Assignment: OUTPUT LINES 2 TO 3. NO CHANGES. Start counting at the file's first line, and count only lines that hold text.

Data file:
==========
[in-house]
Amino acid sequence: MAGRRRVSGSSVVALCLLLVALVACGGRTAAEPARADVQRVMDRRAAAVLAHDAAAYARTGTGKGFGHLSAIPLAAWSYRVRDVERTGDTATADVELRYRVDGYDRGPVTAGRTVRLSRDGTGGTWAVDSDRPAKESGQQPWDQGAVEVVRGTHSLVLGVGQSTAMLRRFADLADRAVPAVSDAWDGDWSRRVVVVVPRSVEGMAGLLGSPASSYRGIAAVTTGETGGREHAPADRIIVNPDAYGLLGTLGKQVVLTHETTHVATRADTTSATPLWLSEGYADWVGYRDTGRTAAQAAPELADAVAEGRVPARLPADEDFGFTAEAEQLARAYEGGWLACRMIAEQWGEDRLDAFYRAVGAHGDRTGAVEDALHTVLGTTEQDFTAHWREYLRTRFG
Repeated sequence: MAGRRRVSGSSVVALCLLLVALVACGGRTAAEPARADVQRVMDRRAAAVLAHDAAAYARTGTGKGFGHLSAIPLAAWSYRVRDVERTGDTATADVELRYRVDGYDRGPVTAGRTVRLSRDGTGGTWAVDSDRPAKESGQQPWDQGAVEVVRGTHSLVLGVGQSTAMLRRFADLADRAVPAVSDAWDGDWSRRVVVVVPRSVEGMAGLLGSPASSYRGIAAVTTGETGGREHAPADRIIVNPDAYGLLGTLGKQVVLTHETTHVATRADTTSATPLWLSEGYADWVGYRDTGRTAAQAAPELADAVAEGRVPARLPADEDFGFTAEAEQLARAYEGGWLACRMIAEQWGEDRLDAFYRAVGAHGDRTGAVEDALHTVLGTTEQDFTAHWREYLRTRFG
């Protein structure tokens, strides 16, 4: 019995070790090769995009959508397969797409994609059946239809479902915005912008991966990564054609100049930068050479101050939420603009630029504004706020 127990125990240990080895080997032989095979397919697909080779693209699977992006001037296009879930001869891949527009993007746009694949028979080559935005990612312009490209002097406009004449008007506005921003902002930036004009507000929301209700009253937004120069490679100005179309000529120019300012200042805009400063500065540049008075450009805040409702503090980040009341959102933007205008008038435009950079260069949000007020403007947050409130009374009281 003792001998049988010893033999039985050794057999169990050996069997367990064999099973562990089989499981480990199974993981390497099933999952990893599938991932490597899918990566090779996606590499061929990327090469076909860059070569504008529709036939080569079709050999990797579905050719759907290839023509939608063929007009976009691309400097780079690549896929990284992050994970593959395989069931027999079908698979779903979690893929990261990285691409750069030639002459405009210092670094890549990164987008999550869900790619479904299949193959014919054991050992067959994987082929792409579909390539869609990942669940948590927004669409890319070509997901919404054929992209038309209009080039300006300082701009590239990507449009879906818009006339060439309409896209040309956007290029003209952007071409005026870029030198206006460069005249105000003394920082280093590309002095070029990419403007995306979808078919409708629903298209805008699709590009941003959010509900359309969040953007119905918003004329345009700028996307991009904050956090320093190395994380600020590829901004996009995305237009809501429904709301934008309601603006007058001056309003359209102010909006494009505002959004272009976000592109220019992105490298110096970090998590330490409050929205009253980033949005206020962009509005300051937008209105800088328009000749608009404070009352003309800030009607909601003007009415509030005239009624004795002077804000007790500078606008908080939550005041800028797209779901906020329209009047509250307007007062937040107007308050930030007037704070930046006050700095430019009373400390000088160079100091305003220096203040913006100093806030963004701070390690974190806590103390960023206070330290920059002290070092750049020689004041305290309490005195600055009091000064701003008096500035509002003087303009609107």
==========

Amino acid sequence: MAGRRRVSGSSVVALCLLLVALVACGGRTAAEPARADVQRVMDRRAAAVLAHDAAAYARTGTGKGFGHLSAIPLAAWSYRVRDVERTGDTATADVELRYRVDGYDRGPVTAGRTVRLSRDGTGGTWAVDSDRPAKESGQQPWDQGAVEVVRGTHSLVLGVGQSTAMLRRFADLADRAVPAVSDAWDGDWSRRVVVVVPRSVEGMAGLLGSPASSYRGIAAVTTGETGGREHAPADRIIVNPDAYGLLGTLGKQVVLTHETTHVATRADTTSATPLWLSEGYADWVGYRDTGRTAAQAAPELADAVAEGRVPARLPADEDFGFTAEAEQLARAYEGGWLACRMIAEQWGEDRLDAFYRAVGAHGDRTGAVEDALHTVLGTTEQDFTAHWREYLRTRFG
Repeated sequence: MAGRRRVSGSSVVALCLLLVALVACGGRTAAEPARADVQRVMDRRAAAVLAHDAAAYARTGTGKGFGHLSAIPLAAWSYRVRDVERTGDTATADVELRYRVDGYDRGPVTAGRTVRLSRDGTGGTWAVDSDRPAKESGQQPWDQGAVEVVRGTHSLVLGVGQSTAMLRRFADLADRAVPAVSDAWDGDWSRRVVVVVPRSVEGMAGLLGSPASSYRGIAAVTTGETGGREHAPADRIIVNPDAYGLLGTLGKQVVLTHETTHVATRADTTSATPLWLSEGYADWVGYRDTGRTAAQAAPELADAVAEGRVPARLPADEDFGFTAEAEQLARAYEGGWLACRMIAEQWGEDRLDAFYRAVGAHGDRTGAVEDALHTVLGTTEQDFTAHWREYLRTRFG